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00000173-d94c-dc06-a17f-ddddb46d0000When it comes to climate change, one thing is certain: our oceans are rising. And South Florida is expected to be among the first regions on Earth to experience the impact. In fact, some initial preparations are already underway. WLRN-Miami Herald News presents a series of stories about the effects of sea-level rise. The project is called “Elevation Zero: Rising Seas In South Florida."Click through the pages below to see our entire archive of Elevation Zero stories, or listen to these special one-hour programs aired during our week of sea-level rise coverage, Nov. 11-15, 2013:MONDAYThe Sunshine Economy: Underwater Real EstateTUESDAYAlex Chadwick's "BURN: An Energy Journal"WEDNESDAYElevation Zero town hall, hosted by WLRN's Tom HudsonTHURSDAYSelect Elevation Zero features: "Rising Seas In South Florida"FRIDAYThe Florida Roundup: Sea-Level Rise Will Flood South Florida. Now What?

What's Next On The $400 Million Miami Forever Bond

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Carl Juste
/
Miami Herald
Ray Chasser examines high tide flooding near his Shorecrest home.

The next steps for the $400 million bond issue approved by city of Miami voters on Tuesday include developing criteria for selecting livability projects, officials championing the bond say.

"The city will not be purchasing any bonds until projects are actually not only decided but underway," said Jane Gilbert, Miami's chief resilience officer, adding that "underway" means shovels in the ground.

In a call with WLRN on Thursday, Gilbert responded to the concerns of some Miami residents and activists who say there's not enough clarity on how money for the Miami Forever bond will be spent.

Read more: 'Miami Forever' What? Breaking Down The City's $400 Million Bond Proposal

The bond allocates fixed amounts of money to several project areas: $192 million for sea level rise and flood prevention; $100 million for affordable housing; $78 million for parks and cultural facilities; $23 million for road improvements, and $7 million for public safety.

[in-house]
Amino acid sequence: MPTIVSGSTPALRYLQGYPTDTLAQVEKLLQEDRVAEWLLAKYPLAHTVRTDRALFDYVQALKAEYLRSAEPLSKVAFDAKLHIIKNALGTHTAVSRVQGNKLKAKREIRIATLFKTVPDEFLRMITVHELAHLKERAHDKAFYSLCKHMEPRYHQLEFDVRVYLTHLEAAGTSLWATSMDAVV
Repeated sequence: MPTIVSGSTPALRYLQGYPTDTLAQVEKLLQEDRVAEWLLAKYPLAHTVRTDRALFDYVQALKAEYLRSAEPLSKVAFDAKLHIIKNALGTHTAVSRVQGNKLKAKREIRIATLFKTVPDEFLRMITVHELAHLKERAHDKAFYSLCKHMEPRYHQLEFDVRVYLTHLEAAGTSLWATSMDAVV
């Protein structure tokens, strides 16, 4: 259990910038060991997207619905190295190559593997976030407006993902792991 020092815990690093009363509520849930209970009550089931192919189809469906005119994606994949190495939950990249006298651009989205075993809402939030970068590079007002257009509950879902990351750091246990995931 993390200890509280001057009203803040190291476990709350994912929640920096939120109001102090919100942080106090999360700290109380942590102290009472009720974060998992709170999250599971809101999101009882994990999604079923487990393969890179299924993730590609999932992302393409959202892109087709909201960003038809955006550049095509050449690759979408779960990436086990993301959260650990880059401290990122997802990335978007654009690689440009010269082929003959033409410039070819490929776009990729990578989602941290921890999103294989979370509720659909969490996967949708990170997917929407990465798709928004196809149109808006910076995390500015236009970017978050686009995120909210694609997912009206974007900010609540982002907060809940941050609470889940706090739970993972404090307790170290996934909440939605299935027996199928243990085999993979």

But some Miami residents and community organizations say they want to know more about which projects within those areas would get funded.

"We’re excited at the idea that there is funding going to affordable housing, funding going to mitigation around environmental concerns," said Dwight Bullard, political director for the New Florida Majority, which works on climate and equity issues. "But there’s no specificity within the bond in dealing with areas like Liberty City and Overtown and Allapattah."

The New Florida Majority did not take a public position on the bond; other groups, including the Miami Climate Alliance, endorsed the bond but with caveats.

Gilbert said before the city selects projects, planners are waiting for an update to its stormwater master plan, which shows the areas most vulnerable to flooding and what infrastructure needs to be upgraded. And, Gilbert said, the city is still getting input from communities and private partners on potential affordable housing plans.

"We want to stretch each dollar as far as we can for our taxpayers," she said.

Gilbert said the next step is to start work with newly elected Mayor Francis Suarez and his team on creating the project selection process. That process will include a citizens oversight committee and look at projects’ social, environmental and economic benefits.